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Dragons Player in the Majors # 23: Johnny Cueto
01/04/2013 10:25 AM ET
Johnny Cueto with the Dragons in 2006.
Johnny Cueto with the Dragons in 2006. 
Right-handed pitcher Johnny Cueto was part of a prospect-filled Dayton Dragons 2006 club. Just two years after his time in Dayton, he became the 23rd Dragons player to play in the Major Leagues.

Cueto was signed by the Reds as an 18-year-old international free agent out of the Dominican Republic in 2004. After 33 appearances over two seasons in the Reds organization, he opened the 2006 season in the Dragons starting rotation. The 2006 Dragons featured nine players who would go on to play in the Major Leagues, including star outfielder Jay Bruce, the club's first round pick the previous summer. The pitching staff was led by opening day starter Travis Wood, a former second round pick. The number two starter was Carlos Fisher, who would go on to enjoy one of the finest seasons in Dragons history and, like Wood, enjoy a Major League career. Hard-throwing left-hander Philippe Valiquette, a former seventh round pick, was followed in the rotation by former third round pick Zach Ward. Cueto began the season as the fifth starter.

Cueto's first start for the Dragons on April 10, 2006 against Lansing resulted in his only loss in a Dayton uniform. He allowed five runs in four innings, but walked none and struck out six. His second start more closely resembled the Cueto that Dragons fans would see that season. He fired six shutout innings against Fort Wayne, allowing just one hit with no walks and eight strikeouts.

On May 13, Cueto started the second game of a doubleheader at Wisconsin and tossed five no-hit innings, walking two and striking out eight. The game was shortened to five innings by rain, giving Cueto what remains to this day as the first and only no-hitter ever thrown by a Dragons pitcher. He followed that start with another sparkling appearance, allowing just one hit in a seven-inning complete game in the first game of a doubleheader at home against Fort Wayne. The Wizards' only hit was a double by Fort Wayne's Will Venable, a future Major Leaguer himself and the son of 2004 Dragons hitting coach Max Venable. The double by Venable was the only thing that prevented Cueto from back-to-back no-hitters and Minor League Baseball immortality.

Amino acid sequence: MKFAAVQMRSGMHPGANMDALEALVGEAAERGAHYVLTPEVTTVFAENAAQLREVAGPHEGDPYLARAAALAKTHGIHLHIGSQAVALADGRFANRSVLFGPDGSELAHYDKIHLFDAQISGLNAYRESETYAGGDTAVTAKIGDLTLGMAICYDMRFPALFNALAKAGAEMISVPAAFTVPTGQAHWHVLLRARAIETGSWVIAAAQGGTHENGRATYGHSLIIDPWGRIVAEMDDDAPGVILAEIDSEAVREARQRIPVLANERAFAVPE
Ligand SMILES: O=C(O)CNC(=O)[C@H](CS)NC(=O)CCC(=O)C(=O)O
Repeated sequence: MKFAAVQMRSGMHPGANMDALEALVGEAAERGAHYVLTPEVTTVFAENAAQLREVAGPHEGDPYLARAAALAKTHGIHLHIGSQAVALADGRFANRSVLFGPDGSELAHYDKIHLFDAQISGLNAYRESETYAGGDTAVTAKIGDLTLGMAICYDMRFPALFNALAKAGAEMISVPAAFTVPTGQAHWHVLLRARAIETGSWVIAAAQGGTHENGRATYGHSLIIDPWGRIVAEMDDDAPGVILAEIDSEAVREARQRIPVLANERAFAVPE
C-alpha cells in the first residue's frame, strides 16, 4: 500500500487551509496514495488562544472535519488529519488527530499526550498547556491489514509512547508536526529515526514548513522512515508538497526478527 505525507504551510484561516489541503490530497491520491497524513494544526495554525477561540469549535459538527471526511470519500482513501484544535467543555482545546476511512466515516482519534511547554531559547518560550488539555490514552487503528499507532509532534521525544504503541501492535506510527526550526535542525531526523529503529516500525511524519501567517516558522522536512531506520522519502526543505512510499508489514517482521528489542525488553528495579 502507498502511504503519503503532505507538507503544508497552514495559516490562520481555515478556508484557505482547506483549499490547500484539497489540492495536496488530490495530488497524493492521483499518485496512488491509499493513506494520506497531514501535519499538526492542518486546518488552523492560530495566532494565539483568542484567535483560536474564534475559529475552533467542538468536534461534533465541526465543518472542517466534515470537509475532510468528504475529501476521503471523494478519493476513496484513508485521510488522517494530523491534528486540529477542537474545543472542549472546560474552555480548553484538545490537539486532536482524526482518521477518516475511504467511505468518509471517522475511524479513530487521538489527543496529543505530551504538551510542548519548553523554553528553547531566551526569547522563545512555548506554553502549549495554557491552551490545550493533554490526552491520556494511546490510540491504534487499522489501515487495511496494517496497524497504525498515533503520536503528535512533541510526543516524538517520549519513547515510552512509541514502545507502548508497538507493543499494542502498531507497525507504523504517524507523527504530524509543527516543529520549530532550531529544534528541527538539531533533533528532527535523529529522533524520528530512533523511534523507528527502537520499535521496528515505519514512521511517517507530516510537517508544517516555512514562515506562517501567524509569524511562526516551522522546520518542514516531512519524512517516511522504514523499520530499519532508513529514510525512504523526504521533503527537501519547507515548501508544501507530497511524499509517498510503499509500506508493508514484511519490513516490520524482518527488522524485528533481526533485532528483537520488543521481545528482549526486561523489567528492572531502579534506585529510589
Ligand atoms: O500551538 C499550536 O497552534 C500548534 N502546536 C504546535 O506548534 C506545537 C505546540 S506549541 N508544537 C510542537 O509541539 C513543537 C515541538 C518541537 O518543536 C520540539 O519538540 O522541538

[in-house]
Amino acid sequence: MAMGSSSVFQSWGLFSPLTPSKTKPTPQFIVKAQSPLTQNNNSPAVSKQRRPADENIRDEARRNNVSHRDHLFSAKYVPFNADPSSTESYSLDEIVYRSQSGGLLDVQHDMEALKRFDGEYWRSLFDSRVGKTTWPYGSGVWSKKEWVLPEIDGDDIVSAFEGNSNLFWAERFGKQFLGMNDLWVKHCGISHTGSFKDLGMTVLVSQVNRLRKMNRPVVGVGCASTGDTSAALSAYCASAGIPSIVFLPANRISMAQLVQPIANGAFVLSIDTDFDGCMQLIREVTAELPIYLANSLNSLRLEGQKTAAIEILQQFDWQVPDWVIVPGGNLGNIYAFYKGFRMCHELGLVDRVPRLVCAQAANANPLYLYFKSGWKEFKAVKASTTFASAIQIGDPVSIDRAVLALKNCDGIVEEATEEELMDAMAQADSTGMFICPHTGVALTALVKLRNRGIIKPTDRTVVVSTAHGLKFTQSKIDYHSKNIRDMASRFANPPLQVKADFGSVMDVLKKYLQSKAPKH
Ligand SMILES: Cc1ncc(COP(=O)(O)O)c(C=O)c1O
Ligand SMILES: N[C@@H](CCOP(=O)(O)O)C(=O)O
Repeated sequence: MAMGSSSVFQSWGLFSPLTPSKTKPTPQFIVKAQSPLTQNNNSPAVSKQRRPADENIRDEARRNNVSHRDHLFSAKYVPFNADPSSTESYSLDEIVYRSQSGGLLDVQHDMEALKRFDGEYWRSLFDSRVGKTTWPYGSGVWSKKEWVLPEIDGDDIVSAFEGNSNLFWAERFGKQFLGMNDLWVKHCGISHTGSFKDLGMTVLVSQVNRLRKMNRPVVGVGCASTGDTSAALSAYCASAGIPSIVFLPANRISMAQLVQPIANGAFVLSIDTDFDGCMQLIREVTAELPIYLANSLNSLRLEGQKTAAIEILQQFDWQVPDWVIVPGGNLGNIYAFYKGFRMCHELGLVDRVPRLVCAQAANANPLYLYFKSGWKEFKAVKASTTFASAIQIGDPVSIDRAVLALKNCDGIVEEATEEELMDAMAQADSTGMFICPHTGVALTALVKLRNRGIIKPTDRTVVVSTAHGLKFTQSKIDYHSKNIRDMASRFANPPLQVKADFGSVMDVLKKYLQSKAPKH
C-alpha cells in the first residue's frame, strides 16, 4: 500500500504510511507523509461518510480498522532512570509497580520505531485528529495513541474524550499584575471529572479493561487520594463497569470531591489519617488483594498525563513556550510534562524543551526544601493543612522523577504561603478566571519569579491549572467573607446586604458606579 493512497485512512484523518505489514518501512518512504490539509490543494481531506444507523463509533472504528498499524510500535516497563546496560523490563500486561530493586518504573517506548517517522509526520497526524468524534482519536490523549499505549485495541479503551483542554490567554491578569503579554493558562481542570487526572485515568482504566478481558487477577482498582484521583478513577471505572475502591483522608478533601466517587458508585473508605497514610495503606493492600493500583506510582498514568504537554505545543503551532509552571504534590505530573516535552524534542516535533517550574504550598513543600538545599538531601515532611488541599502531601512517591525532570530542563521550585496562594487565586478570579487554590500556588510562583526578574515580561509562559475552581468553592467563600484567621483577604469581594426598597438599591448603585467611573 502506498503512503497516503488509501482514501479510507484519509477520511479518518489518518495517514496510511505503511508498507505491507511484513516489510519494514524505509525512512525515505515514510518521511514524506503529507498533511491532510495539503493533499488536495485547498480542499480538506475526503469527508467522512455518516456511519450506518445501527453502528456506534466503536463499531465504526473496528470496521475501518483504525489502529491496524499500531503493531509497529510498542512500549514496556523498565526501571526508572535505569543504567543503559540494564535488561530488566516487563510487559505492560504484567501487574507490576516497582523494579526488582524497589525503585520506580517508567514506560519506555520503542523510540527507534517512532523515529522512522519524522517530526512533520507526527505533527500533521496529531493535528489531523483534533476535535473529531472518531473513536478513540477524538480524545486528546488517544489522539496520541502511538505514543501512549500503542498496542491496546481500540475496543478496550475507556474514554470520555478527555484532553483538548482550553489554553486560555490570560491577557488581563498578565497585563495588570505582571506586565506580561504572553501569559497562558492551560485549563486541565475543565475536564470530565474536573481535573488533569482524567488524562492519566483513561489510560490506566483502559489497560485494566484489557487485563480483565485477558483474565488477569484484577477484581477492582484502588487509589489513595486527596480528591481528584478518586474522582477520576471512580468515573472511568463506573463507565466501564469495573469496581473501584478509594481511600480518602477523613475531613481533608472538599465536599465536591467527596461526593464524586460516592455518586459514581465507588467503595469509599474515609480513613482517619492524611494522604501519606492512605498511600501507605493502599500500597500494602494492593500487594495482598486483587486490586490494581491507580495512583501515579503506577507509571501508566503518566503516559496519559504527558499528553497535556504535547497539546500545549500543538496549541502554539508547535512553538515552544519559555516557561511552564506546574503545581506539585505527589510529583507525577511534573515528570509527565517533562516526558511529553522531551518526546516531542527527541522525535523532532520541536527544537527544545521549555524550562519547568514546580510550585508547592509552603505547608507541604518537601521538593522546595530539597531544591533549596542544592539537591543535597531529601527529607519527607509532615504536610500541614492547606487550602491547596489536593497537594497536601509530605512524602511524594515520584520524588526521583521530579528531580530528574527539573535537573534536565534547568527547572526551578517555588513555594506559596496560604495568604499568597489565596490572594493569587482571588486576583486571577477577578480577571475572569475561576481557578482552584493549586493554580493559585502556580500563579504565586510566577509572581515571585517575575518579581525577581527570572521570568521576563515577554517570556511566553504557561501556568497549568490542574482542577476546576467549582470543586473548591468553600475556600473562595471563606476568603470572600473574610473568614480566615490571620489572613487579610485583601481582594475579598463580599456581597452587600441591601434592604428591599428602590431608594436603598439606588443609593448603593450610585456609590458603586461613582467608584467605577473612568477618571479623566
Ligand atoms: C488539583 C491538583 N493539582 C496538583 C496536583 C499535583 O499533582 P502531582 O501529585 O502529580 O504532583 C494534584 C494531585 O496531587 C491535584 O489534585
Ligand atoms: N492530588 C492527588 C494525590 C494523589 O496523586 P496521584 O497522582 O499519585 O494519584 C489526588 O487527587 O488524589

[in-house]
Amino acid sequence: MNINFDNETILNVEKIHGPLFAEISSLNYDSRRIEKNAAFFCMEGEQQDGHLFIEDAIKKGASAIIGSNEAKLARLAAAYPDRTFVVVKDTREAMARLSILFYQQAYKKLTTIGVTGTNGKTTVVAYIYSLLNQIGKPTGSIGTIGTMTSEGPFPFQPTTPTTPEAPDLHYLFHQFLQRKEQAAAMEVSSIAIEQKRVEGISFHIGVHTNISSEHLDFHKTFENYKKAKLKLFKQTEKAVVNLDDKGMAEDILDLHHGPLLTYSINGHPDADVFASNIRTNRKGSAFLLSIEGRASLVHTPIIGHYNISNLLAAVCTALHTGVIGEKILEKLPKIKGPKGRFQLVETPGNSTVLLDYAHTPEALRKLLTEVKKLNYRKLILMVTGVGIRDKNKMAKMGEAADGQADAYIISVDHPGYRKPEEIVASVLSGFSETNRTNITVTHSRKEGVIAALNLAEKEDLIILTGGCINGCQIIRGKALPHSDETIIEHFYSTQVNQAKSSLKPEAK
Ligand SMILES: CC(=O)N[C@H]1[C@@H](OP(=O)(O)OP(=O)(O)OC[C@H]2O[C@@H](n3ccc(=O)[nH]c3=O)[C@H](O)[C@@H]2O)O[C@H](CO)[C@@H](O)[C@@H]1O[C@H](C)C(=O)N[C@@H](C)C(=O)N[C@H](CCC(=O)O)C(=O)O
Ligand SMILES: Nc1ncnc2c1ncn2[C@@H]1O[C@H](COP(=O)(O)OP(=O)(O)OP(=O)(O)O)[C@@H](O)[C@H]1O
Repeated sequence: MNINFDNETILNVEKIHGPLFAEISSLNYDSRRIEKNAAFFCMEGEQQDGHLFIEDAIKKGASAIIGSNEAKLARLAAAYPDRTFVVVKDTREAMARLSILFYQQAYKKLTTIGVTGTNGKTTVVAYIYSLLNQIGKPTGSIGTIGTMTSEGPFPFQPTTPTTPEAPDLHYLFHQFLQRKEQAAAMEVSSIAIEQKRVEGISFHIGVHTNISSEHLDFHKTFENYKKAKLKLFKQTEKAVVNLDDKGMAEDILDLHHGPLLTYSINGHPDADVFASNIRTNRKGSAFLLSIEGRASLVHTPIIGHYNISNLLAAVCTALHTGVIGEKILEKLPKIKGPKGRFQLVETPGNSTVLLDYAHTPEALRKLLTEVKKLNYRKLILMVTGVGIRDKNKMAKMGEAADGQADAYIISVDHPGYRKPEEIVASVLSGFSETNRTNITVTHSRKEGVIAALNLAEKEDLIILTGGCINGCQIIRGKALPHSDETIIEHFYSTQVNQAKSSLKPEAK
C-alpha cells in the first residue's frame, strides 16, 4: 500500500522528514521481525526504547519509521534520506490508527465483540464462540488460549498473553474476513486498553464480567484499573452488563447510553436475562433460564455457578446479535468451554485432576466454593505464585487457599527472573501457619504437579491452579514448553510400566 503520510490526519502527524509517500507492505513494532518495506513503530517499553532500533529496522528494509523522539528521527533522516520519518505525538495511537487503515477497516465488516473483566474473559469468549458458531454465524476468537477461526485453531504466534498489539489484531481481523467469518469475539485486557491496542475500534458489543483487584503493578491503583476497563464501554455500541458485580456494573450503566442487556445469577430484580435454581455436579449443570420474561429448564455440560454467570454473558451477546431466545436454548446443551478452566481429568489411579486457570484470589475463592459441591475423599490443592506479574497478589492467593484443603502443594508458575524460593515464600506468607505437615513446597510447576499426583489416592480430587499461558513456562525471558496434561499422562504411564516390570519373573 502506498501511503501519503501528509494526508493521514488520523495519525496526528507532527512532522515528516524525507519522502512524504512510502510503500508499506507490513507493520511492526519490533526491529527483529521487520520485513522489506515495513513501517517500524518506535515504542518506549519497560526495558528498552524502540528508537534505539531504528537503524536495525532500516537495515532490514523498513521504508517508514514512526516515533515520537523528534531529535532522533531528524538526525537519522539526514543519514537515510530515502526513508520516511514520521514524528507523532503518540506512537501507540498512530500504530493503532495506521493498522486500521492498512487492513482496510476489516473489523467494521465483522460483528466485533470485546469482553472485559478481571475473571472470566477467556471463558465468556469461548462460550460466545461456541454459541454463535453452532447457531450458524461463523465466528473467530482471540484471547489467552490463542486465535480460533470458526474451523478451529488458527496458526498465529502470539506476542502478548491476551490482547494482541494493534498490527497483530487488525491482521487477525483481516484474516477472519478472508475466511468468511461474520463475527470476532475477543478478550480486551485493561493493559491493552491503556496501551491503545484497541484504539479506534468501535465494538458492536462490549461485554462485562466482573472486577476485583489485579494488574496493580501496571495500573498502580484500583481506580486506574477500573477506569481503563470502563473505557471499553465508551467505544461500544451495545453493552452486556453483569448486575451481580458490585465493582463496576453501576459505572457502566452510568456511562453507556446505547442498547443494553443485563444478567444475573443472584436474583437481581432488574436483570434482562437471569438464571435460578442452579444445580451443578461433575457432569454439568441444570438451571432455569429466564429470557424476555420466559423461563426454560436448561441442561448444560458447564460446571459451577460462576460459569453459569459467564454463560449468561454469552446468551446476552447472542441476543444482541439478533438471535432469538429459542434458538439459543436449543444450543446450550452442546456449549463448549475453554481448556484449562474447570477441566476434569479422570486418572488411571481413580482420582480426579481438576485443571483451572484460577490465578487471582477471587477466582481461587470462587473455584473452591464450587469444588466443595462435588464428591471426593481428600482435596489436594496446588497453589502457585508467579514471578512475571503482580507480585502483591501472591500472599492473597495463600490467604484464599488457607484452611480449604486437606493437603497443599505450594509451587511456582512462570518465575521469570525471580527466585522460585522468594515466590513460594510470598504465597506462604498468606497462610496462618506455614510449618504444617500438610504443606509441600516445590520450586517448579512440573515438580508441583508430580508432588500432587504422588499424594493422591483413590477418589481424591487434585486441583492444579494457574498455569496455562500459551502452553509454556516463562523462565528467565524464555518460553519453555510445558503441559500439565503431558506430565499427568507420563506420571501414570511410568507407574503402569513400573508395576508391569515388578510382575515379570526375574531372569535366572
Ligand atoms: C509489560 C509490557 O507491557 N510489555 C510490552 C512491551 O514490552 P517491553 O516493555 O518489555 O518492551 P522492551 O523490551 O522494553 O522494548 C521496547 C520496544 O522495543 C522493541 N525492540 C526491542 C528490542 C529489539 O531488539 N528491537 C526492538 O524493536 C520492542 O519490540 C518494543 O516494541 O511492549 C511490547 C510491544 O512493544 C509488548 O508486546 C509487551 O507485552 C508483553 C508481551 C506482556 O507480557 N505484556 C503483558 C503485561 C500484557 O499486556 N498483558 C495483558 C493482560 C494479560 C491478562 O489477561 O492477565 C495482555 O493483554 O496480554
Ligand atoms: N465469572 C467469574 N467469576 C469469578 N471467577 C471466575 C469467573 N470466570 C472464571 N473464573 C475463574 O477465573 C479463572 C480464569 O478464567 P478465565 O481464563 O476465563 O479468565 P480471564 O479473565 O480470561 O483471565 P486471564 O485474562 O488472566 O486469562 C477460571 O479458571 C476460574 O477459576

Cueto's next start for the Dragons featured more of the same with seven scoreless innings against South Bend on only two hits with no walks and seven strikeouts. Over three consecutive starts, Cueto had allowed a total of three hits, no runs, struck out 22, and notched three wins. His record was 5-1 and he was a 20-year-old Midwest League dominator. After two straight no-decisions, he won three more starts to improve to 8-1 with a 2.59 ERA. He had walked 15 and struck out 82 on the year while opponents were batting just .191 against him. Cueto was selected to start the Midwest League All-Star Game for the Eastern Division and was named Reds Minor League Pitcher of the Month for both April and May. It all led to a promotion to Sarasota and the end of June.

"When he was here, the scouts complained a lot that he was too short," remembers Marc Katz of the Dayton Daily News (Cueto is listed at 5'10"). "You knew that he would be a Major Leaguer. Now, would he be a number one or number two guy? That was hard to tell but you knew he was going to be a Major Leaguer."

Cueto was the Reds Minor League Pitcher of the Year for 2006, and then won the same award in 2007 as he earned 12 more wins over the course of a season that began in Sarasota, passed through Double-A Chattanooga, and ended in Triple-A Louisville. In 2008, he made the Reds big league roster out of spring training as a 22-year-old number three starter.

Cueto's big league debut against Arizona on April 3, 2008 was quite memorable as he began his career by taking a no-hitter into the sixth inning. He left the game after seven innings, striking out 10. The only hit he allowed was a solo home run by Justin Upton in the sixth. He earned the win in a 3-2 Reds victory.

Cueto has shown improvement every season since his rookie year. After going 9-14 with a 4.81 earned run average in 2008, he reached the .500 mark in '09, going 11-11 with a 4.41 ERA. In 2010, he went 12-7, 3.64. Cueto missed the first month of the 2011 season with arm soreness but bounced back to win the Reds Pitcher of the Year honor, going 9-5 with a 2.31 ERA that would have ranked second in the National League if he had not finished six innings short of the minimum number to qualify.

Cueto put together a spectacular 2012 season for the Reds, emerging as one of baseball's elite starting pitchers. He went 19-9 with a 2.78 ERA, just missing the honor of becoming the Reds first 20-game winner since 1988. He finished fourth in the National League's Cy Young Award voting and was the clear choice as the Reds opening game starter in the National League Divisional Series. Game one of the NLDS featured major disappointment for Cueto as he was forced to leave the game after throwing just six pitches due to a strained oblique. Had the Reds reached the 2012 World Series, they might have had Cueto as an active contributor.

Through five big league seasons, Cueto is 60-46 with a 3.57 ERA. He will be only 27 years old when the 2013 season begins, having established himself as a genuine ace. Few pitchers in the game today are as highly-regarded.

Click Here for Johnny Cueto's career statistics, photos, and video clips.

Click Here for Johnny Cueto's Minor League statistics.

This story was not subject to the approval of the National Association of Professional Baseball Leagues or its clubs.
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